His time at Newstead during this autumn was principally occupied in enlarging and preparing his Satire for the press. Considerable part of it, it appears, was written before the critique in the Edinburgh Review—but its plan must have been wholly changed, when it assumed the shape of “English Bards and Scotch Reviewers.”

“It is somewhat remarkable, that excited as he was by the attack of the Reviewers, and possessing, at ail times, such rapid powers of composition, he should have allowed so long an interval to elapse between the aggression and the revenge. But the importance of his next move in literature seems to have been fully appreciated by him. He saw that his chances of future eminence now depended upon the effort he was about to make; and therefore deliberately collected all his energies for the spring. Among the preparatives by which he disciplined his talent to the task, was a deep study of the writings of Pope; and I have no doubt, that from this period may be dated the enthusiastic admiration which he ever after cherished for this great poet;—an admiration which at last extinguished in him, after one or two trials, all hope of pre-eminence in the same track, tend drove him thenceforth to seek renown in fields more open to competition.”

The Satire was published in March
Moore’s Byron413
1809—so that about a year elapsed between the “aggression and the revenge.” It was not long in creating a considerable sensation—and was soon attributed to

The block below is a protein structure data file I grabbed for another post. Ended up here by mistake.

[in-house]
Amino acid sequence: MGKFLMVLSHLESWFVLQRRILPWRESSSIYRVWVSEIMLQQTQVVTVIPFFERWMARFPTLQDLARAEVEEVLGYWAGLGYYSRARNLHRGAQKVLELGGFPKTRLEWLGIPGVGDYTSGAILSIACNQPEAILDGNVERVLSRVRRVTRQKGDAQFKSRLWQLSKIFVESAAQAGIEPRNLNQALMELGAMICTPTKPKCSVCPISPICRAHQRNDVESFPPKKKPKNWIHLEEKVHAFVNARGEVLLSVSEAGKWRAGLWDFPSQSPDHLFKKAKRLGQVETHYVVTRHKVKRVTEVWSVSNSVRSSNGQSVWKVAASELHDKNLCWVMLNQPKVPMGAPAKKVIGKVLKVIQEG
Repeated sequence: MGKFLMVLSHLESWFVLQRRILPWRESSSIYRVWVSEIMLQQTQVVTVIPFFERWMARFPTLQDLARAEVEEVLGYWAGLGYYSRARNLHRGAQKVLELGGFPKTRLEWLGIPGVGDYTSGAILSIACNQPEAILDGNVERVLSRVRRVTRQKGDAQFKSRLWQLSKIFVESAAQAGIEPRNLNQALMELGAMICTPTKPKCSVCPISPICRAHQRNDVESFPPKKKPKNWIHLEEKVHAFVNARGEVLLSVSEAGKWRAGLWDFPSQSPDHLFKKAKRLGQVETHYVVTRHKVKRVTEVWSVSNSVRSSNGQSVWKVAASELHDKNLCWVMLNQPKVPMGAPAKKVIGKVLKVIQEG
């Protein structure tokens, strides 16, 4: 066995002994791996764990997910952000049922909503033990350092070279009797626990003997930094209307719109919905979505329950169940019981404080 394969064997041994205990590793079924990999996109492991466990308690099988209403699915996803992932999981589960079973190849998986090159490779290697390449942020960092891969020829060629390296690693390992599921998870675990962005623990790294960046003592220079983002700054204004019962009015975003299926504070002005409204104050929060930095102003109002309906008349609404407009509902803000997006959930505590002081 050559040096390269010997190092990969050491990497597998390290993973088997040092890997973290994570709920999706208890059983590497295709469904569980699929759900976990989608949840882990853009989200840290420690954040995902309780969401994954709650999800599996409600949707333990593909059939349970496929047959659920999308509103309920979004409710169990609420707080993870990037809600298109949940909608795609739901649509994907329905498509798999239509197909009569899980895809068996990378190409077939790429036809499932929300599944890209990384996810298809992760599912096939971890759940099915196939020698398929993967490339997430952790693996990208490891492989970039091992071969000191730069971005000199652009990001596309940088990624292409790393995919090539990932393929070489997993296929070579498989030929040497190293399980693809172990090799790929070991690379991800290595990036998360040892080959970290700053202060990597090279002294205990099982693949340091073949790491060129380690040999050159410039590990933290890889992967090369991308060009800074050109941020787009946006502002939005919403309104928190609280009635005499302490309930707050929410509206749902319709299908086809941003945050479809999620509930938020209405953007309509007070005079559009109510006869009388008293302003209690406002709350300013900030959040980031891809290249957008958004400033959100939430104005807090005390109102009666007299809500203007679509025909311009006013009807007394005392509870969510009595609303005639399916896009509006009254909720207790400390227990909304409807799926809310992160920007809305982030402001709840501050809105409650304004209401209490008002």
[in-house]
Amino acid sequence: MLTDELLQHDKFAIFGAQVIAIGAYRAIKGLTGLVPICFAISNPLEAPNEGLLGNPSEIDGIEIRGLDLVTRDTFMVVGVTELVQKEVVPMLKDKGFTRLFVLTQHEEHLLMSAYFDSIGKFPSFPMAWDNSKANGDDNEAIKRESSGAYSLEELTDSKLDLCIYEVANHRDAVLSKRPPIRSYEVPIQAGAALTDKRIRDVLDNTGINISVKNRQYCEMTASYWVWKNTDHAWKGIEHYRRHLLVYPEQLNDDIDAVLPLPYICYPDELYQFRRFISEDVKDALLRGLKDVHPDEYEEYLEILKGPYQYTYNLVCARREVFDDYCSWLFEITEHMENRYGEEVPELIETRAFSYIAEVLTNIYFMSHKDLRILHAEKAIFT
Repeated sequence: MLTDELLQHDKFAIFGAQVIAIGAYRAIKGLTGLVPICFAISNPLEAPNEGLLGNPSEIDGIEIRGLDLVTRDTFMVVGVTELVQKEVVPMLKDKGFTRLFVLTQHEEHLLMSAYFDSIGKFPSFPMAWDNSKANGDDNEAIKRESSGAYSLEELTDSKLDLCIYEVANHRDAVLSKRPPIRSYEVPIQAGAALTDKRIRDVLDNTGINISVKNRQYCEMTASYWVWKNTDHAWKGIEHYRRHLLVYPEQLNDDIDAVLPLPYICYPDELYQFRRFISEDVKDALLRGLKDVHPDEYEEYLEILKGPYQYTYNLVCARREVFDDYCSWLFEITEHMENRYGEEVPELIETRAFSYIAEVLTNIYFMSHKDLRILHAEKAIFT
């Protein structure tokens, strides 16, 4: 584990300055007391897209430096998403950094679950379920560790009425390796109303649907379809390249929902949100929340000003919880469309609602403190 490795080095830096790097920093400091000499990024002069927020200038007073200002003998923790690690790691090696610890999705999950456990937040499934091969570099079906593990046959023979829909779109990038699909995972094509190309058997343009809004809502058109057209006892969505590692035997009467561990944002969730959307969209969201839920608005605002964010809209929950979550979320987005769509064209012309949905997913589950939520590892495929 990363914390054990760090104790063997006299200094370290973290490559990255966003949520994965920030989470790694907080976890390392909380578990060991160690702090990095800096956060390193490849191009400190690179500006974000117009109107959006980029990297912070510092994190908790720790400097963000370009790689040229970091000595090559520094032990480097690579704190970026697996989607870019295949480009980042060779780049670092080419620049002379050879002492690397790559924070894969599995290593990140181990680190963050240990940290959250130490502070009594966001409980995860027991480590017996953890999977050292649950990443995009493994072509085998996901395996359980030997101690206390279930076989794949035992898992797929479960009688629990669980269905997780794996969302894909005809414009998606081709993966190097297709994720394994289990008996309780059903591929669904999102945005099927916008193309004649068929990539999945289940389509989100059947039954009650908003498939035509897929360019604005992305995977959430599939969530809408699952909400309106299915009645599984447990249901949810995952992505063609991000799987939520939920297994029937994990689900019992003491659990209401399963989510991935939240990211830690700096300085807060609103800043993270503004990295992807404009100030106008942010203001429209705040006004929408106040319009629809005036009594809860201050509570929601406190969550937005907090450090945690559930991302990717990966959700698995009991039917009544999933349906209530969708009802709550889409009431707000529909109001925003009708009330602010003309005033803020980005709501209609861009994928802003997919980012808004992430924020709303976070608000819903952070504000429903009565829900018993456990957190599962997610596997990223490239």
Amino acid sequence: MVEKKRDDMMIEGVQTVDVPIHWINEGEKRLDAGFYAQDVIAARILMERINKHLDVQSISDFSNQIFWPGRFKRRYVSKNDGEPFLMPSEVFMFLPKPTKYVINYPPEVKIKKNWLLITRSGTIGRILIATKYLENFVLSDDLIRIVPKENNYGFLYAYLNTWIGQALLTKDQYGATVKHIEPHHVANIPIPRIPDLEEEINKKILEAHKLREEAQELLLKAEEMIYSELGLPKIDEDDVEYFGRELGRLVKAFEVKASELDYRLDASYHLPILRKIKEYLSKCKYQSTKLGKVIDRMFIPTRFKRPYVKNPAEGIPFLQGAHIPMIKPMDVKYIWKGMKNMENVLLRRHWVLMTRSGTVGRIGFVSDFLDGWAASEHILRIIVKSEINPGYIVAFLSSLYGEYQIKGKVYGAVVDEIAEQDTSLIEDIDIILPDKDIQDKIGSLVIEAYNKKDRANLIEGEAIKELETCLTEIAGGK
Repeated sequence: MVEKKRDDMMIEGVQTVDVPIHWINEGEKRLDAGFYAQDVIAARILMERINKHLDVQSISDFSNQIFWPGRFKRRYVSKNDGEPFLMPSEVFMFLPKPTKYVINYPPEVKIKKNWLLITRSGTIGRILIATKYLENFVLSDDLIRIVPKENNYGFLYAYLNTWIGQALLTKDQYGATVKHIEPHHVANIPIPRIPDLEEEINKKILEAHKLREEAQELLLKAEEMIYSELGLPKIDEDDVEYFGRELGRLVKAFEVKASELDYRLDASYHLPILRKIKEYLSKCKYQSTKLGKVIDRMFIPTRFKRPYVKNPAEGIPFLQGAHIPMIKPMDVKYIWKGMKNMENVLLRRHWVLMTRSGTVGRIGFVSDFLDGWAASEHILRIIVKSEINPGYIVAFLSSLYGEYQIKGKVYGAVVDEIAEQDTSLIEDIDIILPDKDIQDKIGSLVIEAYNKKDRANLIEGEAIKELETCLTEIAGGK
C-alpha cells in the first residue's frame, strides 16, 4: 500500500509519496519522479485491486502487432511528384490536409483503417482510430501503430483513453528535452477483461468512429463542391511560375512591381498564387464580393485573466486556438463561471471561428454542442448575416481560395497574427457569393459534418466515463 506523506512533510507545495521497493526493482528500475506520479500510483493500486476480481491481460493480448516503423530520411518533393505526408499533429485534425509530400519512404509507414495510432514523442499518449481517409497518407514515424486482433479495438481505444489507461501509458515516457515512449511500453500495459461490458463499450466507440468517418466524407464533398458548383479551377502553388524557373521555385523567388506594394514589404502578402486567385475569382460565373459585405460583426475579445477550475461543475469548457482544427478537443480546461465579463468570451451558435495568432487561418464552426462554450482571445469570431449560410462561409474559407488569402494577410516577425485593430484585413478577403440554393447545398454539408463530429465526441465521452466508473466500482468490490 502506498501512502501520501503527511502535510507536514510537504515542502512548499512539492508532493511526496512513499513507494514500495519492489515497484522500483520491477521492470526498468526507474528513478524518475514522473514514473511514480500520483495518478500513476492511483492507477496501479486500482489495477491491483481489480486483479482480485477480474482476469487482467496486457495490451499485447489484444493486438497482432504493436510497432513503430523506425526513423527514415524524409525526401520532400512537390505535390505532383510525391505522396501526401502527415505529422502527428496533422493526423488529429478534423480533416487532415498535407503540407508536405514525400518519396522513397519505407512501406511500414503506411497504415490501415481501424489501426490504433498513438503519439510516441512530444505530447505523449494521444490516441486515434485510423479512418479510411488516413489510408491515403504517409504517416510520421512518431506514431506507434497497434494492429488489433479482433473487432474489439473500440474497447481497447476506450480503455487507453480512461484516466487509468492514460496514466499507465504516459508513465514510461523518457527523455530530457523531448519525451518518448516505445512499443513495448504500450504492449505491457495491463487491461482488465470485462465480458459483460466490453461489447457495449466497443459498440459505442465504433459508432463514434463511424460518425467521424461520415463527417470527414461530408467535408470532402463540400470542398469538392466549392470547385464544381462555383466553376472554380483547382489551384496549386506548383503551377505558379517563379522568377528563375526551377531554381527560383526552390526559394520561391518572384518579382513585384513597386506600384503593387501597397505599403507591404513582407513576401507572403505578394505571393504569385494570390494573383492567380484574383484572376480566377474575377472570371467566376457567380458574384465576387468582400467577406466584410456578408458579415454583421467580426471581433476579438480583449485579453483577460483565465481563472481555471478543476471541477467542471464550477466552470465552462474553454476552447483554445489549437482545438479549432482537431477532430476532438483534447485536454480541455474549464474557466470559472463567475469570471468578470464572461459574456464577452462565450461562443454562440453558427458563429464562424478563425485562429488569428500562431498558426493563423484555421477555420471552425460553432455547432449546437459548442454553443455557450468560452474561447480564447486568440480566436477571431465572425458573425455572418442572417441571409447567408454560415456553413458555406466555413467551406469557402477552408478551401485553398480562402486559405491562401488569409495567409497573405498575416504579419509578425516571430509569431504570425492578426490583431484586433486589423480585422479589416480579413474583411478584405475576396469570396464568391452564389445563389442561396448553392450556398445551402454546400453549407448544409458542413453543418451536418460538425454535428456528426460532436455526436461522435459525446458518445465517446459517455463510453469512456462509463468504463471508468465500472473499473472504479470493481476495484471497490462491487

Byron. Gifford praised it—and Gifford himself was esteemed—God wot—a great satirist. Of its merits Mr Moore speaks with great candour and discrimination.

“Great as was the advance which his powers had made, under the influence of that resentment from which he now drew his inspiration, they were yet, even in his satire, at an immeasurable distance from the point to which they afterwards so triumphantly rose. It is, indeed, remarkable, that, essentially as his genius seemed connected with, and, us it were, springing out of his character, the developement of the one should so long have preceded the full maturity of the resources of the other. By her very early and rapid expansion of his sensibilities, nature had given him notice of what she destined him for, long before he understood the call; and those materials of poetry with which his own fervid temperament abounded, were but by slow degrees, and after much self-meditation, revealed to him. In his satire, though rigorous, there is but little foretaste of the wonders that followed it. His spirit was stirred, but he had not yet looked down into its depth, nor does even his bitterness taste of the bottom of the heart, like those sarcasms which he afterwards flung in the face of mankind. Still had the other countless feelings and passions, with which his soul had been long labouring, found an organ worthy of them;—the gloom, the grandeur, the tenderness of his nature, all were left without a voice, till his mighty genius at last awakened in its strength.

“In stooping, as he did, to write after established models, as well in the satire as in his still earlier poems, he shewed how little he had yet explored his own original resources, or found out those distinctive marks by which he was known through all time. But, bold and energetic as was his general character, he was, in a remarkable degree, diffident in his intellectual powers. The consciousness of what he could achieve, was but by degrees forced upon him; and the discovery of so rich a mine of genius in his soul, came with no less surprise on himself than on the world. It was from the same slowness of self-appreciation, that, afterwards, in the full flow of his fame, he long doubted, as we shall see, his own aptitude for works of wit and humour,—till the happy experience of ‘Beppo’ at once dissipated this distrust, and opened a new region of triumph to his versatile and boundless powers.